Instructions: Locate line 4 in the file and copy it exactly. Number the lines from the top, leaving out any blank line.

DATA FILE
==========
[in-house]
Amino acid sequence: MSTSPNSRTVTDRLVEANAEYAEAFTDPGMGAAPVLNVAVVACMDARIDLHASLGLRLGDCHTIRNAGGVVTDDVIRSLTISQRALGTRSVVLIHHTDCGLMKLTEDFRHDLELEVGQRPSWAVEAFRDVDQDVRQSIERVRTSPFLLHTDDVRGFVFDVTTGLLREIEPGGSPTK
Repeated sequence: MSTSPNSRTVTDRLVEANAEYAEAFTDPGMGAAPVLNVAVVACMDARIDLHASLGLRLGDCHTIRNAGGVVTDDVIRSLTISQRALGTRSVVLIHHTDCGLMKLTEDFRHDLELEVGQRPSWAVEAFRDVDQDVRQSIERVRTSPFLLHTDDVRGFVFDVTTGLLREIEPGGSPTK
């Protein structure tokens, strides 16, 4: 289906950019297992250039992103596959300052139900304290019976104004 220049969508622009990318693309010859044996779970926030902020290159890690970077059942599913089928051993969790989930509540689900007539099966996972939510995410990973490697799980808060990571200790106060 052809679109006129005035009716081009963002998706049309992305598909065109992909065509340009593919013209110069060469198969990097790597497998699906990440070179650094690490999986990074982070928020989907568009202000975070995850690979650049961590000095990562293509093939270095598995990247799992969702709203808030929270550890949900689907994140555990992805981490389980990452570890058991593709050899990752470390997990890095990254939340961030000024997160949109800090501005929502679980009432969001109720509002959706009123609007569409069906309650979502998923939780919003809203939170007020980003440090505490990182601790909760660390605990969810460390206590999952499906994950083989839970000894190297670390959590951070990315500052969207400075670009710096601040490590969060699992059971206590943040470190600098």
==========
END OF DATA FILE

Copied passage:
């Protein structure tokens, strides 16, 4: 289906950019297992250039992103596959300052139900304290019976104004 220049969508622009990318693309010859044996779970926030902020290159890690970077059942599913089928051993969790989930509540689900007539099966996972939510995410990973490697799980808060990571200790106060 052809679109006129005035009716081009963002998706049309992305598909065109992909065509340009593919013209110069060469198969990097790597497998699906990440070179650094690490999986990074982070928020989907568009202000975070995850690979650049961590000095990562293509093939270095598995990247799992969702709203808030929270550890949900689907994140555990992805981490389980990452570890058991593709050899990752470390997990890095990254939340961030000024997160949109800090501005929502679980009432969001109720509002959706009123609007569409069906309650979502998923939780919003809203939170007020980003440090505490990182601790909760660390605990969810460390206590999952499906994950083989839970000894190297670390959590951070990315500052969207400075670009710096601040490590969060699992059971206590943040470190600098």